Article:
US9108711B2 - Generation of a pulsed jet by jet vectoring through a nozzle with multiple outlets - Google Patents

Generation of a pulsed jet by jet vectoring through a nozzle with multiple outlets Download PDF

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US9108711B2
US9108711B2 US12/726,826 US72682610A US9108711B2 US 9108711 B2 US9108711 B2 US 9108711B2 US 72682610 A US72682610 A US 72682610A US 9108711 B2 US9108711 B2 US 9108711B2
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jet
vectored
fluid conduits
outlets
vectoring
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Paul S. Krueger
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Southern Methodist University
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    • FMECHANICAL ENGINEERING; LIGHTING; HEATING; WEAPONS; BLASTING
    • F02COMBUSTION ENGINES; HOT-GAS OR COMBUSTION-PRODUCT ENGINE PLANTS
    • F02KJET-PROPULSION PLANTS
    • F02K1/00Plants characterised by the form or arrangement of the jet pipe or nozzle; Jet pipes or nozzles peculiar thereto
    • F02K1/002Plants characterised by the form or arrangement of the jet pipe or nozzle; Jet pipes or nozzles peculiar thereto with means to modify the direction of thrust vector
    • F02K1/008Plants characterised by the form or arrangement of the jet pipe or nozzle; Jet pipes or nozzles peculiar thereto with means to modify the direction of thrust vector in any rearward direction
    • BPERFORMING OPERATIONS; TRANSPORTING
    • B63SHIPS OR OTHER WATERBORNE VESSELS; RELATED EQUIPMENT
    • B63HMARINE PROPULSION OR STEERING
    • B63H25/00Steering; Slowing-down otherwise than by use of propulsive elements; Dynamic anchoring, i.e. positioning vessels by means of main or auxiliary propulsive elements
    • B63H25/46Steering or dynamic anchoring by jets or by rudders carrying jets
    • EFIXED CONSTRUCTIONS
    • E02HYDRAULIC ENGINEERING; FOUNDATIONS; SOIL SHIFTING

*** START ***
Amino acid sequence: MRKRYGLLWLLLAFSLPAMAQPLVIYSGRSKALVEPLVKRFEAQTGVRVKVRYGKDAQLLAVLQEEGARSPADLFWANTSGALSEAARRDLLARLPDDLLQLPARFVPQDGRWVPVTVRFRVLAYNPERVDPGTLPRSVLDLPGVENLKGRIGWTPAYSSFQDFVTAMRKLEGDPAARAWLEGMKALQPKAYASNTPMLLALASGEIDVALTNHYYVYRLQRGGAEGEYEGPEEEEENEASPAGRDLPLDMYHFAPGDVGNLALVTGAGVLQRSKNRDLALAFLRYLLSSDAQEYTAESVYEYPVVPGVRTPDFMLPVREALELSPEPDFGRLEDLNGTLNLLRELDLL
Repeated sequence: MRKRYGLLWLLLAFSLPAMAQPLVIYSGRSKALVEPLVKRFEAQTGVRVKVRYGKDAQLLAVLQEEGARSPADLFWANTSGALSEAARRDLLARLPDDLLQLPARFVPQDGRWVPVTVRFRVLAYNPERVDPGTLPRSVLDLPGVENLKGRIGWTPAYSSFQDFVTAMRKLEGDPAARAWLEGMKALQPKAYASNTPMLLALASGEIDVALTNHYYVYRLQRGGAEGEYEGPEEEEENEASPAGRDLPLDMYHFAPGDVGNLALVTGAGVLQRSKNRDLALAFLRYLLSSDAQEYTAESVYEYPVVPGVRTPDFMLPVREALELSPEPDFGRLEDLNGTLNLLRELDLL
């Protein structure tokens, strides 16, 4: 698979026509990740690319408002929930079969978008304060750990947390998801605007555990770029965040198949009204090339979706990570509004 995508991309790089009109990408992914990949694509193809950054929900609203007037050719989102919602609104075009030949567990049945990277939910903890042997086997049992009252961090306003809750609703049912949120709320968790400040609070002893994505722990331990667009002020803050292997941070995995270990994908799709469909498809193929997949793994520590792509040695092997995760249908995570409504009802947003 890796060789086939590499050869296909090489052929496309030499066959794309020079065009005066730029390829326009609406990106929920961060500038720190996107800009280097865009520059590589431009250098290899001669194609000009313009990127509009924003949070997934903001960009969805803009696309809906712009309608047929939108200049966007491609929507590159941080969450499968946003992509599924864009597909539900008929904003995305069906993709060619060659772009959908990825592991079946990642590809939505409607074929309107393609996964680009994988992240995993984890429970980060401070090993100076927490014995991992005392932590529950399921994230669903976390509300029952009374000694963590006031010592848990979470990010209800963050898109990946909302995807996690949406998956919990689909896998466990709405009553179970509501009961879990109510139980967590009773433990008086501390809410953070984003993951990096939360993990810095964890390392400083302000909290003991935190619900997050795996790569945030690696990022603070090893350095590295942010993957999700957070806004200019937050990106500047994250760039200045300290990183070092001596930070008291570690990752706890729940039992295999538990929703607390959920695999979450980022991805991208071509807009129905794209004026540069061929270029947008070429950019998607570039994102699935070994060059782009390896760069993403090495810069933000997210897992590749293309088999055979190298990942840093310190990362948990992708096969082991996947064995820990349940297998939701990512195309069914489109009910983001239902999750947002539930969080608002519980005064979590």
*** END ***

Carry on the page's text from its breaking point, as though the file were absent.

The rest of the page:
• E02FDREDGING; SOIL-SHIFTING
    • E02F3/00Dredgers; Soil-shifting machines
    • E02F3/04Dredgers; Soil-shifting machines mechanically-driven
    • E02F3/88Dredgers; Soil-shifting machines mechanically-driven with arrangements acting by a sucking or forcing effect, e.g. suction dredgers
    • E02F3/90Component parts, e.g. arrangement or adaptation of pumps
    • E02F3/92Digging elements, e.g. suction heads
    • E02F3/9206Digging devices using blowing effect only, like jets or propellers
    • FMECHANICAL ENGINEERING; LIGHTING; HEATING; WEAPONS; BLASTING
    • F02COMBUSTION ENGINES; HOT-GAS OR COMBUSTION-PRODUCT ENGINE PLANTS
    • F02KJET-PROPULSION PLANTS
    • F02K1/00Plants characterised by the form or arrangement of the jet pipe or nozzle; Jet pipes or nozzles peculiar thereto
    • F02K1/002Plants characterised by the form or arrangement of the jet pipe or nozzle; Jet pipes or nozzles peculiar thereto with means to modify the direction of thrust vector
    • FMECHANICAL ENGINEERING; LIGHTING; HEATING; WEAPONS; BLASTING
    • F02COMBUSTION ENGINES; HOT-GAS OR COMBUSTION-PRODUCT ENGINE PLANTS
    • F02KJET-PROPULSION PLANTS
    • F02K1/00Plants characterised by the form or arrangement of the jet pipe or nozzle; Jet pipes or nozzles peculiar thereto
    • F02K1/28Plants characterised by the form or arrangement of the jet pipe or nozzle; Jet pipes or nozzles peculiar thereto using fluid jets to influence the jet flow
    • FMECHANICAL ENGINEERING; LIGHTING; HEATING; WEAPONS; BLASTING
    • F02COMBUSTION ENGINES; HOT-GAS OR COMBUSTION-PRODUCT ENGINE PLANTS
    • F02KJET-PROPULSION PLANTS
    • F02K9/00Rocket- engine plants, i.e. plants carrying both fuel and oxidant therefor; Control thereof